When I got to California, though, I found that the bulk of my writing – especially at work – called for writing on cardboard boxes and FedEx labels and such, in ways that a rollerball pen simply couldn’t handle. The ultimate solution was a Fisher Retractable Space Pen – pressurized thixotropic ink, write on anything at any angle. Sure, the ink was a little goopy and it was nowhere as smooth or fluid as a rollerball, but it could be opened and closed in one hand. This was an advantage over the space pen I bought at NGS – which was laser-engraved and very nice to look at but not that great as a daily sidearm. But the Fisher worked nicely for the first couple of years. It’s not that great if you have to write on a daily basis, though, and when I went to driving a desk full-time in mid-2006, I needed something else. And I cast about for over a year.

I hadn’t gone for gel pens in the past – they were too scratchy and never seemed to deposit ink in anything like an even manner. But after a little poking around and a lot of impressive comments on line, I went for the Pilot G2, the generally-acepted gold standard of retractable gel pens. The catch was that I ordered it online in the “ultra-fine” spec, the 0.38mm, leading to my remark, “We need to get down to HUNDREDTHS of a millimeter? We can get down to hundredths of a millimeter??” But amazingly, in this finest of points, the G2 wrote smoother and cleaner for me than any of the larger point sizes, and it became my go-to, despite being a retractable pen in my hip pocket. So far, however, I haven’t had an issue with sudden splotches of black in the 501s.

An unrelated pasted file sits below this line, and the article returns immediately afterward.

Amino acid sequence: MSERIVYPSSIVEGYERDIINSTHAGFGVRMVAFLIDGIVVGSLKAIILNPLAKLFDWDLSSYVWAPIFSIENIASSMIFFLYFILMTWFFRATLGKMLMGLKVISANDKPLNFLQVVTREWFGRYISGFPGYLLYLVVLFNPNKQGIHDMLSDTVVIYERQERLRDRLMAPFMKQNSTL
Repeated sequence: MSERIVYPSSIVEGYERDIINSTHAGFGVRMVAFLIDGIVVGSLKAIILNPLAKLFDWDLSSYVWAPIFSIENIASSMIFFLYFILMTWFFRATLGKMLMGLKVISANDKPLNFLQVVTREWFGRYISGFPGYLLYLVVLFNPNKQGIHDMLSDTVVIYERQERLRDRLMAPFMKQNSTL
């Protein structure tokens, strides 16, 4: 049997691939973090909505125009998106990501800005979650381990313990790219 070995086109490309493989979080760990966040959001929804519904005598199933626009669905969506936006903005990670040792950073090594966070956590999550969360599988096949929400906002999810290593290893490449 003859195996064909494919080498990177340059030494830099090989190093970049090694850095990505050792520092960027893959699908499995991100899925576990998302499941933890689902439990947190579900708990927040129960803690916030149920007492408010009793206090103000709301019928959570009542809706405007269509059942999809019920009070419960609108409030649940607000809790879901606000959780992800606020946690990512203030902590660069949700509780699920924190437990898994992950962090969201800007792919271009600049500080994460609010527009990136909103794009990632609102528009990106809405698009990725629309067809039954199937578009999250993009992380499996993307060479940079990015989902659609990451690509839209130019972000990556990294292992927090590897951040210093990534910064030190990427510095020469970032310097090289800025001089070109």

And that’s where we have it today. They actually have the 0.5mm in the supply closet at work, and I’ve tried it, but it just doesn’t work as well for me. Fortunately, the 0.38mm now shows up at Walgreens, so when my last one from that first box goes away, I can replenish my supply without the hassle and inconvenience of special orders from Japan or having an account at jetpens.com.

There you go – 900+ words on pens. Does that make me some kind of annoying hipster blogger?

A fish, a barrel…

…and a smoking gun.
New RNC chair Michael Steele: “Not in the history of mankind has the government ever created a job.”
Maybe this fool would like to explain where my paycheck was coming from for all of 2008? I don’t remember the cash fairy waving a wand over my checking account, and if the cash fairy WAS waving a wand over my checking account, why the hell was I driving down to base five days a week?
Memo to my old smoking buddies in DC: it’s looking like you just hired Matt Millen to run your party. I’d turn back if I were you.